This article originally appeared on VICE US.
After 20 years, The Sims has become a living document of the ways that we have lived our lives. When The Sims released in 2005, in order to have the Sims version of sex, you had to buy a vibrating heart shaped bed. In The Sims 4, Sims can now bone in the shower, and then update their Simstagram story. Grant Rodiek, senior producer on The Sims 4, has been on that journey with the series for a lot of his adult life.
Rodiek first started working on The Sims in 2005. In terms of how much things have changed since then, I don't know anyone else who's worked at the same company for 14 years who isn't as old as my parents.
"It's been interesting because the industry has changed quite a bit. There's not quite as many, like, big [budget] studios anymore. But there's been a really cool growth of small indie devs," Rodiek said. "It's also been cool that The Sims has been really successful and it keeps changing. I think if The Sims wasn't changing so much and technology wasn't changing so much, it'd be pretty boring."
The Sims is a reflection of human life; it shows us how we love, create families, and interact with the world around us. One the markers of how much my life has changed between games is to remember how you used to have to use the daily newspaper to get a job in the game. In The Sims 4, newspapers aren't delivered at all.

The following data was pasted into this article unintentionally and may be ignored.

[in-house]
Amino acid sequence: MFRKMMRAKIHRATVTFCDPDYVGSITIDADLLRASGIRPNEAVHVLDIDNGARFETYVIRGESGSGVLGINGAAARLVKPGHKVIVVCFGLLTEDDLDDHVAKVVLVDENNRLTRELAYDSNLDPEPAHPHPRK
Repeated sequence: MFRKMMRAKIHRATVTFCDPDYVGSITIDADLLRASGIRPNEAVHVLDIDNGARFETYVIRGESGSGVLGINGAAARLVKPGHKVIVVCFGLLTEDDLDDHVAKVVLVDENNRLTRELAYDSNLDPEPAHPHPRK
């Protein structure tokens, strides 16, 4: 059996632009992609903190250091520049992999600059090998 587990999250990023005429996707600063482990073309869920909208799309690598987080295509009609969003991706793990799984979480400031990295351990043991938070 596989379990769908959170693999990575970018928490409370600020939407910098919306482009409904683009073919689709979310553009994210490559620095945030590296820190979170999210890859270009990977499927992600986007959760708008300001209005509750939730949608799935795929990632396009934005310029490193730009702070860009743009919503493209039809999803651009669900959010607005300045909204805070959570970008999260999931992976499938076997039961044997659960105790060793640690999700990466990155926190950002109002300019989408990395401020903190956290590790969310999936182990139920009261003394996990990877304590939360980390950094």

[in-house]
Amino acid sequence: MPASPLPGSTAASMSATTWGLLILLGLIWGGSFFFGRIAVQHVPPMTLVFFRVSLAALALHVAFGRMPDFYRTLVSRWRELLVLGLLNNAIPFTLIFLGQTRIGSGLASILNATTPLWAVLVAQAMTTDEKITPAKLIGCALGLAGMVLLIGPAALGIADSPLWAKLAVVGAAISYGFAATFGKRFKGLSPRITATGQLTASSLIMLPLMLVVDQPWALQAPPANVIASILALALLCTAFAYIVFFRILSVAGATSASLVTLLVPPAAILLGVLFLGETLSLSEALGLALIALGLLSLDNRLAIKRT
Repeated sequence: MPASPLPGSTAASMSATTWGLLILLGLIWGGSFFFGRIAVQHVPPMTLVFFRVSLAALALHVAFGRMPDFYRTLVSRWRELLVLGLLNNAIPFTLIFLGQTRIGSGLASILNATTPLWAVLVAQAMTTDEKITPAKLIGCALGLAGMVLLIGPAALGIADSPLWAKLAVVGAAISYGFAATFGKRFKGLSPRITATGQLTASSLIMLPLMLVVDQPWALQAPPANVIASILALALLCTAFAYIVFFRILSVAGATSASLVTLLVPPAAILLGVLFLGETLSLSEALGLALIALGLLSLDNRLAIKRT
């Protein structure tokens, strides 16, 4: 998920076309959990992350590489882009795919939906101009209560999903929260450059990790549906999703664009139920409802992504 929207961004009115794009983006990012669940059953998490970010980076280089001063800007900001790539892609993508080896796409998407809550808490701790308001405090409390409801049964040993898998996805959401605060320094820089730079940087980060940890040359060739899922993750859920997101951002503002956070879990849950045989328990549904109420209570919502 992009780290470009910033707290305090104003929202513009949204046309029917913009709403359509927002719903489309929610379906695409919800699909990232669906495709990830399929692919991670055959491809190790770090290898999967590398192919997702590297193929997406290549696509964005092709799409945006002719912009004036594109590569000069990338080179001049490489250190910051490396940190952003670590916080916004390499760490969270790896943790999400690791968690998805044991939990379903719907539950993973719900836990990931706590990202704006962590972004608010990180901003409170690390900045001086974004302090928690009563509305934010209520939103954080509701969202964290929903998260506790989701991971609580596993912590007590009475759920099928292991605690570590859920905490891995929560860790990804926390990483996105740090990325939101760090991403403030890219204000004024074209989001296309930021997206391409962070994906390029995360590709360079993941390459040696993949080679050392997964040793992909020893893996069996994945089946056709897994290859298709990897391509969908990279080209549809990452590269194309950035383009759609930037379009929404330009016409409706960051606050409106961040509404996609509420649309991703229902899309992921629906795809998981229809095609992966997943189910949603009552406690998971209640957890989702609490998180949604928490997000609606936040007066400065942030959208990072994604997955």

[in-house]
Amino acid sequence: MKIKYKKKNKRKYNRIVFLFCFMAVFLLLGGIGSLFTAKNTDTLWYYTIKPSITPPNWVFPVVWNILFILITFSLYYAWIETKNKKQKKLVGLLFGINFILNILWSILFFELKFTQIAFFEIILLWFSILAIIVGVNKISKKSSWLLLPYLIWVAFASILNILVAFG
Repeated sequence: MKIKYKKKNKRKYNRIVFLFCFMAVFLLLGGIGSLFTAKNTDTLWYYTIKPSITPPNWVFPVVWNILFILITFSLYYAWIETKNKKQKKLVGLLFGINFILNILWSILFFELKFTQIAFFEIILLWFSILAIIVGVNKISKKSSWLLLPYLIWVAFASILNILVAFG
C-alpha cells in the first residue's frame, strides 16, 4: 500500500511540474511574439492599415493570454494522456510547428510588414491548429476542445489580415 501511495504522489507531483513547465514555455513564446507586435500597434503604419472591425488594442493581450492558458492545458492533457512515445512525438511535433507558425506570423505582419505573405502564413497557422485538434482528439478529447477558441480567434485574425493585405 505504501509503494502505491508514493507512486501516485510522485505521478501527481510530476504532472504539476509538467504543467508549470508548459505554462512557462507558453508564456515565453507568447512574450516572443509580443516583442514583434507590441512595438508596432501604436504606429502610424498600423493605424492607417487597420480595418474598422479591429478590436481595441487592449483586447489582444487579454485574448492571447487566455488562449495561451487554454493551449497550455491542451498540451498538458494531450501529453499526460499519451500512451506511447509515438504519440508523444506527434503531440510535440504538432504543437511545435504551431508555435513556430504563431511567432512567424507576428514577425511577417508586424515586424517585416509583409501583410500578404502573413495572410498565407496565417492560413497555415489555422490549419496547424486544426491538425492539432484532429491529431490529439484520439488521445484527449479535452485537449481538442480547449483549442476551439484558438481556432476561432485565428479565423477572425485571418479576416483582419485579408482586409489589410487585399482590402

"People are still mad that Sims don't have newspapers delivered every day," Rodiek said. "I can't honestly say whether we're right or not right for not doing it. If a big part of our brand and our goal is to let you have the choices to do stuff, I mean, theoretically we could just say, 'Fine, if you want to still subscribe to the physical New York Times, your Sims can do that too.'"
Right or wrong, The Sims 4 has hewed tightly to trends, including trends in technology. In The Sims 3, the items that represented your Sims' cell phone looked like a Blackberry. Now it looks more like an iPhone.
"I remember when I first started back in the day, everybody had Blackberrys and that was usually a sign of a more senior member of the team. And I was like, 'Ooh, I want to get a Blackberry one day,'" Rodiek continued. "Now I don't have a company phone cause I don't want to get email on my personal device."
The Sims 4 is in the unique position of being able to keep up with our own bizarre reality. Previous games in the series didn't have the ability to make adjustments on the fly for the changing times. The Sims 4 exists in an infrastructure where games can be patched as quickly as those patches are written. Small and large changes can be added in every update—one even introduced a freelancer career, which was new to the series. Rodiek said that the research that The Sims' development team has done shows that the younger portion of their audience has started to think about getting a job in a way that the game didn't reflect until freelancing was added.
"The career system is like one of the most intuitive goal systems in our game because whether you want to or not, most people have to earn money. But how they want to earn money is very different," Rodiek said. "It's weird that I've been here for 15 years. That is just not typical these days. We want to make sure that our game, which is about life, actually reflects that. It felt weird that if you're like a freelance writer, which is a very common path, or a freelance photographer or you do a mix of things, that the game didn't actually acknowledge that. It felt like it cheapened your experience."